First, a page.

From a recent release about the project:
The Surface Water Monitoring program is one of the most intensive pesticide monitoring efforts in the country for streams and other surface waters. The program started in 2003 as a means of measuring how much of the pesticides used in agricultural and urban areas finds its way into surface waters. State and federal agencies use the data to evaluate the effectiveness of existing regulations. Pesticide applicators and farmers use the information as they plan their pest control programs.
Initially, two watershed areas were monitored—one agriculture watershed and one urban. Later, four watershed areas were added to the program. Agricultural areas monitored for the 2009-2011 report include the Lower Skagit-Samish, Lower Yakima, Wenatchee and Entiat watershed areas. Urban areas include the Cedar-Sammamish and the Green-Duwamish watersheds.
From March through September, researchers collect weekly samples and test them for more than 170 different pesticides and related compounds, issuing brief annual reports and a longer, more comprehensive report every three years. This most recent report, “Surface Water Monitoring Program for Pesticides in Salmon-Bearing Streams, 2009-2011 Triennial Report” at http://agr.wa.gov/FP/Pubs/docs/377-SWM2009-11Report.pdf is done jointly by the Washington State Departments of Ecology and Agriculture, is the first which has allowed researchers to see trends in the data for several of the study areas.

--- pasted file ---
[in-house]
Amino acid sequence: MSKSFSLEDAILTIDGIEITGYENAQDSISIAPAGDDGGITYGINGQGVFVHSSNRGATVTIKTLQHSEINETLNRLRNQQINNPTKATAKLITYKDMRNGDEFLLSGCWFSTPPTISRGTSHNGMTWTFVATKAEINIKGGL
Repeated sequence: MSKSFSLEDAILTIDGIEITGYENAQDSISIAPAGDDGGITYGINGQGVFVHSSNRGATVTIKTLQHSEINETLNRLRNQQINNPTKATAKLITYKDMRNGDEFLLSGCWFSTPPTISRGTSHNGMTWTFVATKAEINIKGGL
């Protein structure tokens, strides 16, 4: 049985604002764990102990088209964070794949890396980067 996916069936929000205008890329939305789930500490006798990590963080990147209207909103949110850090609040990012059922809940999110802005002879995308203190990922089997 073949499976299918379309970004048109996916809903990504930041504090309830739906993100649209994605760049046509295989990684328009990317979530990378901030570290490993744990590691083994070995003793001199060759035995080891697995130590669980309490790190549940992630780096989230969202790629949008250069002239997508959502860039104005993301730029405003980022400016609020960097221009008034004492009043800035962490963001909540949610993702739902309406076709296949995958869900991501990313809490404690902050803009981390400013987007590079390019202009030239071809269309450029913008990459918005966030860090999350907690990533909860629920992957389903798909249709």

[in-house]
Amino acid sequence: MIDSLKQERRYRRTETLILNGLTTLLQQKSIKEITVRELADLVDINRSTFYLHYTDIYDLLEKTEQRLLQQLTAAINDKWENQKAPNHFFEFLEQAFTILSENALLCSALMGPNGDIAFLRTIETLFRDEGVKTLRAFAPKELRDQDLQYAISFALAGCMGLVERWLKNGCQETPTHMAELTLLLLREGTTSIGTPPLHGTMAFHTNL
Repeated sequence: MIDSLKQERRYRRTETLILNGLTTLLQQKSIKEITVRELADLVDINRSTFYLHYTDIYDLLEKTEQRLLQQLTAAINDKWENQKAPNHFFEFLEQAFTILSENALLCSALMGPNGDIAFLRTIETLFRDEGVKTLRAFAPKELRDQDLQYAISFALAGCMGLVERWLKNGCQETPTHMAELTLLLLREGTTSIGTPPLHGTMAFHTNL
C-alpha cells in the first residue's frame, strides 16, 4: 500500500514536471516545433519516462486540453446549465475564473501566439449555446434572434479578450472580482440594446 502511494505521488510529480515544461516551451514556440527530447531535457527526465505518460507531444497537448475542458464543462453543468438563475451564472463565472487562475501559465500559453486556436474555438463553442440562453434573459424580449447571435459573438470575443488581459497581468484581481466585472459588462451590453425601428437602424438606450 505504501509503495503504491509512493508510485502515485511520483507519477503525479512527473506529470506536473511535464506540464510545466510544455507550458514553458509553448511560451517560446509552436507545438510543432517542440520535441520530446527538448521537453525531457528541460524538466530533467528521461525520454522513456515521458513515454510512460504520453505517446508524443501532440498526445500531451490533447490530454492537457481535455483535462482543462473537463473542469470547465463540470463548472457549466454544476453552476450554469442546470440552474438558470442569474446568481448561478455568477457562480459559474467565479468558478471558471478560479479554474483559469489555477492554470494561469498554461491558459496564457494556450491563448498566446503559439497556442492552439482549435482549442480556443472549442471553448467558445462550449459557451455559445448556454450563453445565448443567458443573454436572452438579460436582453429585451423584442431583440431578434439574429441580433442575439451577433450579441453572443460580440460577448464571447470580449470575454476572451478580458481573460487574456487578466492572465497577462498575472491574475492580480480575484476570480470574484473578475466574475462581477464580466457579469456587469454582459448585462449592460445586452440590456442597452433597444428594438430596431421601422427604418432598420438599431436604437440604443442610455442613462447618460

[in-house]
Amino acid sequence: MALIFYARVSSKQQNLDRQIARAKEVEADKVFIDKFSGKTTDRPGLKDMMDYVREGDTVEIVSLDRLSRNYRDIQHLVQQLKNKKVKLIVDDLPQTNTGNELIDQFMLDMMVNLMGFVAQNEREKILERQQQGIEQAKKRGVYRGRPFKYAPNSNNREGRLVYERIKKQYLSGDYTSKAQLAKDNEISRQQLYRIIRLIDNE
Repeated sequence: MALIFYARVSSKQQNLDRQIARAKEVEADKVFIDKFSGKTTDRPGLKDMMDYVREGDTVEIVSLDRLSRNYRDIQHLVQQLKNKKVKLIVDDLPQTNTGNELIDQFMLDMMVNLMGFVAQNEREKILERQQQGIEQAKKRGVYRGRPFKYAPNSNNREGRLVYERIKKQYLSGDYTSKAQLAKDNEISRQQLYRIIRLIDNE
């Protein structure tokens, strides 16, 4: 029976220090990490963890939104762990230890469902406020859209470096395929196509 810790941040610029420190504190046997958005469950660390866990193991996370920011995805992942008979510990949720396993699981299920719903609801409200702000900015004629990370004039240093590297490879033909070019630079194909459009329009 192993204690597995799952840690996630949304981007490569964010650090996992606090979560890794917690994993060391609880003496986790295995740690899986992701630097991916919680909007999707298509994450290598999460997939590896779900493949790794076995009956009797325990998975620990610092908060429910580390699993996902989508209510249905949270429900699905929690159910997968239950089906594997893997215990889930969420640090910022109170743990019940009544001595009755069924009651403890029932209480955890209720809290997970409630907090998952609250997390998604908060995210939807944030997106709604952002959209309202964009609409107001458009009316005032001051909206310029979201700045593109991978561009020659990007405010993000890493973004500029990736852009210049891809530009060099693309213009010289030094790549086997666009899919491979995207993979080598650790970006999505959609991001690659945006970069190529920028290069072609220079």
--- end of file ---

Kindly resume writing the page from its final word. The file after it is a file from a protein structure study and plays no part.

In 10 years of monitoring, researchers have analyzed more than 2,600 samples. During the last three years 74 different types of pesticides and their break-down products were detected. Of those pesticides detected, most are present at concentrations that met state or federal water quality standards. Still, 10 pesticides were associated with increasing concentrations over a 5-9 year period, a finding that means WSDA will focus attention on the use of these pesticides to ensure that farmers and pesticide applicators are aware of the trend, and that the pesticides are being applied in a manner that will not negatively impact the environment.
Also a first—researchers used the data from this report to estimate the potential effects of pesticide mixtures—where even though the levels are low, several pesticides in combination could pose a problem. By using toxicity information and the concentrations found in the samples, researchers were able to calculate ‘toxic units’ for each pesticide found in a given sample. By adding these toxic units, researchers could estimate the cumulative effect of these mixtures on aquatic life. The researchers found that when mixtures of pesticide were of concern to aquatic life, it was generally due to a high concentration of a single pesticide in the mixture.